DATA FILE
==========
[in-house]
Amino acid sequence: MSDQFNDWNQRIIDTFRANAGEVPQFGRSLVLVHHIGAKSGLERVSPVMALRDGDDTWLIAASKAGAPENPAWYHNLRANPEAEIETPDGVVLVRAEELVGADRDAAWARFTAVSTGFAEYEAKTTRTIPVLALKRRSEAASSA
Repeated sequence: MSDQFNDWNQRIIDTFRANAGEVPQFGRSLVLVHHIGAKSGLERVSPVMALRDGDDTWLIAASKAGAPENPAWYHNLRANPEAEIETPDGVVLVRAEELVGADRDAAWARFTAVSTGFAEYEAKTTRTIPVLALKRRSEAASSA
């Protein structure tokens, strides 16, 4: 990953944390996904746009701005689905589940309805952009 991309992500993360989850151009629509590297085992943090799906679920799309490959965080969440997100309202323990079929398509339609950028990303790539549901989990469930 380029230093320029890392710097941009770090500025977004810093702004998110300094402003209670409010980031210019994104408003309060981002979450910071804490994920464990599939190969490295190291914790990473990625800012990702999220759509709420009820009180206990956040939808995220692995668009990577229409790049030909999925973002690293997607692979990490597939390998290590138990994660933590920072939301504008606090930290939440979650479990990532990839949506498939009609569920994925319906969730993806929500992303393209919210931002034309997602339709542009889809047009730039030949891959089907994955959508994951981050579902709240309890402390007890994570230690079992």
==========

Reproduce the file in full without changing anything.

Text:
[in-house]
Amino acid sequence: MSDQFNDWNQRIIDTFRANAGEVPQFGRSLVLVHHIGAKSGLERVSPVMALRDGDDTWLIAASKAGAPENPAWYHNLRANPEAEIETPDGVVLVRAEELVGADRDAAWARFTAVSTGFAEYEAKTTRTIPVLALKRRSEAASSA
Repeated sequence: MSDQFNDWNQRIIDTFRANAGEVPQFGRSLVLVHHIGAKSGLERVSPVMALRDGDDTWLIAASKAGAPENPAWYHNLRANPEAEIETPDGVVLVRAEELVGADRDAAWARFTAVSTGFAEYEAKTTRTIPVLALKRRSEAASSA
């Protein structure tokens, strides 16, 4: 990953944390996904746009701005689905589940309805952009 991309992500993360989850151009629509590297085992943090799906679920799309490959965080969440997100309202323990079929398509339609950028990303790539549901989990469930 380029230093320029890392710097941009770090500025977004810093702004998110300094402003209670409010980031210019994104408003309060981002979450910071804490994920464990599939190969490295190291914790990473990625800012990702999220759509709420009820009180206990956040939808995220692995668009990577229409790049030909999925973002690293997607692979990490597939390998290590138990994660933590920072939301504008606090930290939440979650479990990532990839949506498939009609569920994925319906969730993806929500992303393209919210931002034309997602339709542009889809047009730039030949891959089907994955959508994951981050579902709240309890402390007890994570230690079992």